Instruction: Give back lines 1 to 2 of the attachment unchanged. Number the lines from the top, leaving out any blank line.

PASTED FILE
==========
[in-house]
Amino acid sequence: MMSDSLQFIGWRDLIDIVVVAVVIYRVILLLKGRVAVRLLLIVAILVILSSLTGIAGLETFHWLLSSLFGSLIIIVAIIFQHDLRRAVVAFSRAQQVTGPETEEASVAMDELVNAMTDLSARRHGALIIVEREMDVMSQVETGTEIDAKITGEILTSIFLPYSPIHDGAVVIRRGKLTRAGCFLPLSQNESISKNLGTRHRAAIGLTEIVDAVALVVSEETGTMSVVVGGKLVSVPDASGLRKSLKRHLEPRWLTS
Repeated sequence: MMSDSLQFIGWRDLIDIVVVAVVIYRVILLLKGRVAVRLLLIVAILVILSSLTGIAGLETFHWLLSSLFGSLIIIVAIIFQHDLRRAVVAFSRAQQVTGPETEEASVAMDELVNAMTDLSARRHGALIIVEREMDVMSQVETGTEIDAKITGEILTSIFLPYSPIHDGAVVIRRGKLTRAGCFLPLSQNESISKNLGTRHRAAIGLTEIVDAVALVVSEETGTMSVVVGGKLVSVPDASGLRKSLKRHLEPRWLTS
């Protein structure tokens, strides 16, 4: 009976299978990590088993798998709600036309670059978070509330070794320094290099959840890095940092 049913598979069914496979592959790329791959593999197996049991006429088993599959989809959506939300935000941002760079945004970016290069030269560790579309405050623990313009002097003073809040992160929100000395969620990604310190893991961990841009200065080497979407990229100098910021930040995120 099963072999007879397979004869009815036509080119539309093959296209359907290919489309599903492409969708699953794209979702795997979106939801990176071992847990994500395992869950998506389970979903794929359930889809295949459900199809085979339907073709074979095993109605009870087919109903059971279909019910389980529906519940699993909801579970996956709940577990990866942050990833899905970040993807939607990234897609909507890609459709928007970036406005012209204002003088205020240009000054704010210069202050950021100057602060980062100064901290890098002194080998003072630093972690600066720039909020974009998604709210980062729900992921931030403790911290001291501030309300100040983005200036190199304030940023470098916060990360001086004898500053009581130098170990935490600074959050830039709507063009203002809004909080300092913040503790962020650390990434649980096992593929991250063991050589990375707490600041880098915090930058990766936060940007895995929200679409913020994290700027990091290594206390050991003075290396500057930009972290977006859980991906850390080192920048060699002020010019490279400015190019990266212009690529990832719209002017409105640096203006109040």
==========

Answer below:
[in-house]
Amino acid sequence: MMSDSLQFIGWRDLIDIVVVAVVIYRVILLLKGRVAVRLLLIVAILVILSSLTGIAGLETFHWLLSSLFGSLIIIVAIIFQHDLRRAVVAFSRAQQVTGPETEEASVAMDELVNAMTDLSARRHGALIIVEREMDVMSQVETGTEIDAKITGEILTSIFLPYSPIHDGAVVIRRGKLTRAGCFLPLSQNESISKNLGTRHRAAIGLTEIVDAVALVVSEETGTMSVVVGGKLVSVPDASGLRKSLKRHLEPRWLTS